From opening curtain to closing bows, the story, the music and the outright production pizazz of Beautiful rock. Instead of four street wise guys flirting with the law, a spunky Brooklyn teenager (whose mother taught her all about music) flirts with an older boy she meets at Queens College. When they discover a mutual aspiration to write top forty songs, a collaboration is born, romance flourishes, and much more ignites. Carole King and Gerry Goffin write a large slice of American popular music from the '50's and '60's on, but the emotional arc of the show rises and falls with King. She's on top of the world, married to Gerry and raising two daughters as they pen hit after hit. But betrayal seeps in and delivers blow after blow. Divorce follows. A despondent King recovers and writes the next chapter of her life, collaborating with fellow musicians, but even more, emerging as a powerful independent artist. The result is six Grammys, including four for Tapestry, and countless other awards. King takes her lofty place among legends of American popular music.
The brilliance of Beautiful is the scope of the material, which captures what's happening in the recording industry during this period. The action pulses at the label in New York where King and Goffin work in the late '50's and '60's, in feverish competition with artists like Barry Mann and Cynthia Weil, who write for the same label and pose the biggest threat for the number one spot on the charts. King and Goffin's top hits include So Far Away, Take Good Care of My Baby, Will You Love Me Tomorrow, On Broadway, The Locomotion, and One Fine Day, to set the tone of the play. Their breakthrough hit, Will you Love Me Tomorrow, crowns their success when Carole is seventeen. Performed by the Shirelles', it sparkles as bright as the group's sequined dresses for a show-stopping number in the first act. The second act reflects King's determination to forge her own identity after Goffin leaves, with more hits...It's Too Late, You've Got A Friend, (You Make Me Feel) Like A Natural Woman, and Beautiful. Mann and Weil produce toe-tapping tunes, as well...He's Sure the Boy I Love, On Broadway, Walkin' In the Rain, Uptown and You've Lost That Lovin' Feelin', for more magical performances.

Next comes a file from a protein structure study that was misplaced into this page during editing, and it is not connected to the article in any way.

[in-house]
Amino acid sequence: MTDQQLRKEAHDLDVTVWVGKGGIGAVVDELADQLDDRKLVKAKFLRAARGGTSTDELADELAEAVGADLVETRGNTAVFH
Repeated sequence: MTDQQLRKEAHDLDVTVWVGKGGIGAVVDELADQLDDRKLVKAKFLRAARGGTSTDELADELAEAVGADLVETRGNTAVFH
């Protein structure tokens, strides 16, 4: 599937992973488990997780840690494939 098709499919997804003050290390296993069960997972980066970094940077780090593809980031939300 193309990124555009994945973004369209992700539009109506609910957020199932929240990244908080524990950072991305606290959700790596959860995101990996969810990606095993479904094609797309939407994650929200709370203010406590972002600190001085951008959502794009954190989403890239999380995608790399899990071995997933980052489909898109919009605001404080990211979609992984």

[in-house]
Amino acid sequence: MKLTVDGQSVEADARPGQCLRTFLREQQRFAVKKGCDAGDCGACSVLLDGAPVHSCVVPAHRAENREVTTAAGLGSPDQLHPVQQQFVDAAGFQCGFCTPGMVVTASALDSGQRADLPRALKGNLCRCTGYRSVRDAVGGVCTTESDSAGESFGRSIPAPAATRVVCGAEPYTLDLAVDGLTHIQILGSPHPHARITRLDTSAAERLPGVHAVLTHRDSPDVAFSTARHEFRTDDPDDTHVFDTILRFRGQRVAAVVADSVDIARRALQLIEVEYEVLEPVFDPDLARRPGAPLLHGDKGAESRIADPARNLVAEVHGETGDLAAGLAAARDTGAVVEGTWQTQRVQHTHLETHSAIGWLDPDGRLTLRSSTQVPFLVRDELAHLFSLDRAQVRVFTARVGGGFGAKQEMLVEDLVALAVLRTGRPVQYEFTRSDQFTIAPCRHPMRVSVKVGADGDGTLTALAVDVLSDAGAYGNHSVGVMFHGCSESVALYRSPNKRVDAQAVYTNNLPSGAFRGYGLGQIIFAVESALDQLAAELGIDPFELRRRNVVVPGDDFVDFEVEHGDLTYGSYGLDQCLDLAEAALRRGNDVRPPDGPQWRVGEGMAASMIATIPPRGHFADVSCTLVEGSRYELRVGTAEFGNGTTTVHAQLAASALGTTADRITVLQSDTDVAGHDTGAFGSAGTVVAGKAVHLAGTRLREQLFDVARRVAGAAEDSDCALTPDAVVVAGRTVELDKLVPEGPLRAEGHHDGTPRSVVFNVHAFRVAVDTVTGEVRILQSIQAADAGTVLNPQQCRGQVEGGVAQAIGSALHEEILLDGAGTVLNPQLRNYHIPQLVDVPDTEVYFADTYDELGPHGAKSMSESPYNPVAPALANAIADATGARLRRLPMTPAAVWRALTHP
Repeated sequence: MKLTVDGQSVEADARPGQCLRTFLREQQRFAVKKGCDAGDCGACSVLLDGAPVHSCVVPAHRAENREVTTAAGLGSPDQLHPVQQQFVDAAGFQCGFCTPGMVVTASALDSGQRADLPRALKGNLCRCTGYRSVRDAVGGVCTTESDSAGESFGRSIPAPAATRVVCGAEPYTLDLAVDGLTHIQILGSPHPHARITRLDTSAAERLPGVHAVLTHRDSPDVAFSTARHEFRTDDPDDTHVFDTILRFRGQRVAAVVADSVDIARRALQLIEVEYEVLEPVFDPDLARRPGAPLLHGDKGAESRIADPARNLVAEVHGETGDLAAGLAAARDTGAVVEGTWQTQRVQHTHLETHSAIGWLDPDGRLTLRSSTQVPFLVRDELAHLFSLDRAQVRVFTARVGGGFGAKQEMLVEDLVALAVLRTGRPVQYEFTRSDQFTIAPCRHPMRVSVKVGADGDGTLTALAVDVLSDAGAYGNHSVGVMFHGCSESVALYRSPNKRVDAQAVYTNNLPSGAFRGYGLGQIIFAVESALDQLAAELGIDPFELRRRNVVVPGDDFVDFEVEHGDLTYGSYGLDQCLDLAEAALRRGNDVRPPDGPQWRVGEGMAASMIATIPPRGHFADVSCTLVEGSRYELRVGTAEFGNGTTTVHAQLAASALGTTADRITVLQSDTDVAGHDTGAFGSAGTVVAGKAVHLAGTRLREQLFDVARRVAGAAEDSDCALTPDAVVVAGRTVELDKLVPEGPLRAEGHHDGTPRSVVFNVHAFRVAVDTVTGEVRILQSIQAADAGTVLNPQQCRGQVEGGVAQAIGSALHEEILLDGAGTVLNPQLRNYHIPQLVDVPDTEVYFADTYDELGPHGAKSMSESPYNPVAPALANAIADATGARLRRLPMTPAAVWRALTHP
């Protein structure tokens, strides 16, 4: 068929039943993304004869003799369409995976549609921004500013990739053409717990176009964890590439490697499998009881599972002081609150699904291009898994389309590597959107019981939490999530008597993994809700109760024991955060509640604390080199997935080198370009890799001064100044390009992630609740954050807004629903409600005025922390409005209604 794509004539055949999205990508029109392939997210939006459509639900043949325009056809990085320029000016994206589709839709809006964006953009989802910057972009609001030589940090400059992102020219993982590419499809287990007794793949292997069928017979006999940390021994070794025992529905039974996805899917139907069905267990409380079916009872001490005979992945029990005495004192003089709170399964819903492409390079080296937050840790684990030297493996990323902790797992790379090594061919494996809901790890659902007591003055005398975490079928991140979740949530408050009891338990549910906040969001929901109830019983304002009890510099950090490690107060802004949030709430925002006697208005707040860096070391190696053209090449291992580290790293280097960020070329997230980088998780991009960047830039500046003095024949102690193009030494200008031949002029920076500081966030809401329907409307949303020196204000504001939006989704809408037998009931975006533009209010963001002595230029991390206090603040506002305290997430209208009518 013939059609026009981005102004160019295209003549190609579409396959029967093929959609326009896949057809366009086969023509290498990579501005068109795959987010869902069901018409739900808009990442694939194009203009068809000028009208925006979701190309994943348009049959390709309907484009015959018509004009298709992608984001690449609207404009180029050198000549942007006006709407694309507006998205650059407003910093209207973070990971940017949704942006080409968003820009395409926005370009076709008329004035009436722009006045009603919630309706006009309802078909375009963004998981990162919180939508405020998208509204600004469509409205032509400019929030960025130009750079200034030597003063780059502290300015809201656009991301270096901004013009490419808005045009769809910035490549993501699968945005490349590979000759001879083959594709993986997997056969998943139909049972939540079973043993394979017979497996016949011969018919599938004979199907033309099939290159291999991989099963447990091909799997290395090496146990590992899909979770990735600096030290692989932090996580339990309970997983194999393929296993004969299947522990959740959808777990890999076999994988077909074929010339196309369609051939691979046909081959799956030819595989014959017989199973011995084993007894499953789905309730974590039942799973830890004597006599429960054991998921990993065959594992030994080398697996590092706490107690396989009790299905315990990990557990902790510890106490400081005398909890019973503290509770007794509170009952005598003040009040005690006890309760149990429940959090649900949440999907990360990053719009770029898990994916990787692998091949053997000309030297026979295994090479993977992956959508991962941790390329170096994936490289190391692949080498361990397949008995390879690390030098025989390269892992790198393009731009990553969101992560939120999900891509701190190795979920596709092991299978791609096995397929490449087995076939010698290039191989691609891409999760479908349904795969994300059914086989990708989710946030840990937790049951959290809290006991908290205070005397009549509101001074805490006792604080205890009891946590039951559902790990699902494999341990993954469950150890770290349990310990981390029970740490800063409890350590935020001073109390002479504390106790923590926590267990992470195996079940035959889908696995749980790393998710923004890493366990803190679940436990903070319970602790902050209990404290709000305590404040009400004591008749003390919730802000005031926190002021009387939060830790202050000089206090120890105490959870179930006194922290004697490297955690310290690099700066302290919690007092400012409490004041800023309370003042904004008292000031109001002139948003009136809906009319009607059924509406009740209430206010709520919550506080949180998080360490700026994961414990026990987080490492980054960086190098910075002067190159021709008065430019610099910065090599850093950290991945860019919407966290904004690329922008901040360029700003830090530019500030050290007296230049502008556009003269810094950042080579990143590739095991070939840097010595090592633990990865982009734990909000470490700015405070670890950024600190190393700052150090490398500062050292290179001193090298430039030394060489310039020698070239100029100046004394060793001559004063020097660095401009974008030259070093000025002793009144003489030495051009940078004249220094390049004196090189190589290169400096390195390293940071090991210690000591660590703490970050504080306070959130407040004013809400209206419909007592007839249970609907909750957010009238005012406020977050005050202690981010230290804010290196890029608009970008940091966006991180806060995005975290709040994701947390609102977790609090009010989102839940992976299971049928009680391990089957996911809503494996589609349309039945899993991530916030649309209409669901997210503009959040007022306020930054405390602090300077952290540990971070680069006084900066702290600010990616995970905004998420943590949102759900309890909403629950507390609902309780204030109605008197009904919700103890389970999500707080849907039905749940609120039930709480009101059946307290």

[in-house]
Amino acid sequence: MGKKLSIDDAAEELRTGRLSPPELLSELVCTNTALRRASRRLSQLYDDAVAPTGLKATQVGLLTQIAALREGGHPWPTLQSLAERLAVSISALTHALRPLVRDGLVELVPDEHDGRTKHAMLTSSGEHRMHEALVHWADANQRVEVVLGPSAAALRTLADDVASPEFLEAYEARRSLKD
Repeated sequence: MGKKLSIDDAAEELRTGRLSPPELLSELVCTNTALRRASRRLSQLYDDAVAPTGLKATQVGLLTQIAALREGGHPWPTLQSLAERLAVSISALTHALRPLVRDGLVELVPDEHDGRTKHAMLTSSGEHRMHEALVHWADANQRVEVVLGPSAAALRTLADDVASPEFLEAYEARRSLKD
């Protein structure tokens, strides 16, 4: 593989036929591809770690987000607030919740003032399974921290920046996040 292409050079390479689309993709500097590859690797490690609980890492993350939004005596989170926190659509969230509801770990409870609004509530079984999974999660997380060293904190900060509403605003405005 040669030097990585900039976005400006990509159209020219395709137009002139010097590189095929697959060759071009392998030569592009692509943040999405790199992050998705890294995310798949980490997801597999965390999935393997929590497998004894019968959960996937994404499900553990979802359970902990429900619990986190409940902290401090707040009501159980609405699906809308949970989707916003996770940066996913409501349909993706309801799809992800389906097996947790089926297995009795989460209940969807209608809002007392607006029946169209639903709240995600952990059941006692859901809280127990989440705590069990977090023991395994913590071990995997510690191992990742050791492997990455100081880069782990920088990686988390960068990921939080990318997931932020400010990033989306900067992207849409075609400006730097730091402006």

As for birthday joy, Beautiful fit the bill. While the music carries the audience on a wave throbbing with nostalgia, the story renders the heartbeat behind the lyrics. King overcomes personal and professional challenges to emerge a true trailblazer, with more than 400 of her compositions recorded by more than 1,000 artists, resulting in 100 hit singles. Even though she famously said she had no desire to see the play, because it would bring back too many painful memories, Beautiful remains a triumphant celebration of a unique voice. Playbill described her impact best, with the artistic achievement of the Grammy-winning album: "...it was 1971's Tapestry that took King to the pinnacle, speaking personally to her contemporaries and providing a spiritual musical backdrop to the decade."